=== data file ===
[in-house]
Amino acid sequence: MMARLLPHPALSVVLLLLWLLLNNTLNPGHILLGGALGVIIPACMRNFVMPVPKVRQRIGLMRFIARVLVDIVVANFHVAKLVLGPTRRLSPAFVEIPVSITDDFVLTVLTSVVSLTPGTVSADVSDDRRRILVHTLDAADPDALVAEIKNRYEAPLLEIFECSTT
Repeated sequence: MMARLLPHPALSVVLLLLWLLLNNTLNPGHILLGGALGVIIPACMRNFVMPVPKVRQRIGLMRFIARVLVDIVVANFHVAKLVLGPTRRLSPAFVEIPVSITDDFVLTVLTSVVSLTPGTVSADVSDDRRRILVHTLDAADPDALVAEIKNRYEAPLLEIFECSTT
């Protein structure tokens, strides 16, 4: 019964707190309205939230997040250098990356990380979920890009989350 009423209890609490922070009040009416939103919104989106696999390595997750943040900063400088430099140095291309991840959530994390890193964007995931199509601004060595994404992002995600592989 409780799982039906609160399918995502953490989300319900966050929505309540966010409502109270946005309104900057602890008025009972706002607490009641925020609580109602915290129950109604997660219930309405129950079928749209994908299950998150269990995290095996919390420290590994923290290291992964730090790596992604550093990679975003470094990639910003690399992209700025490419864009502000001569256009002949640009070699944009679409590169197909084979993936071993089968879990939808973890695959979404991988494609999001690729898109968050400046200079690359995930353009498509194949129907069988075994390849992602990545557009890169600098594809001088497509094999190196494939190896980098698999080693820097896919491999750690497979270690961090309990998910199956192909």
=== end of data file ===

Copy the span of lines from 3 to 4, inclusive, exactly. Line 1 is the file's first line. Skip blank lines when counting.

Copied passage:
Repeated sequence: MMARLLPHPALSVVLLLLWLLLNNTLNPGHILLGGALGVIIPACMRNFVMPVPKVRQRIGLMRFIARVLVDIVVANFHVAKLVLGPTRRLSPAFVEIPVSITDDFVLTVLTSVVSLTPGTVSADVSDDRRRILVHTLDAADPDALVAEIKNRYEAPLLEIFECSTT
């Protein structure tokens, strides 16, 4: 019964707190309205939230997040250098990356990380979920890009989350 009423209890609490922070009040009416939103919104989106696999390595997750943040900063400088430099140095291309991840959530994390890193964007995931199509601004060595994404992002995600592989 409780799982039906609160399918995502953490989300319900966050929505309540966010409502109270946005309104900057602890008025009972706002607490009641925020609580109602915290129950109604997660219930309405129950079928749209994908299950998150269990995290095996919390420290590994923290290291992964730090790596992604550093990679975003470094990639910003690399992209700025490419864009502000001569256009002949640009070699944009679409590169197909084979993936071993089968879990939808973890695959979404991988494609999001690729898109968050400046200079690359995930353009498509194949129907069988075994390849992602990545557009890169600098594809001088497509094999190196494939190896980098698999080693820097896919491999750690497979270690961090309990998910199956192909």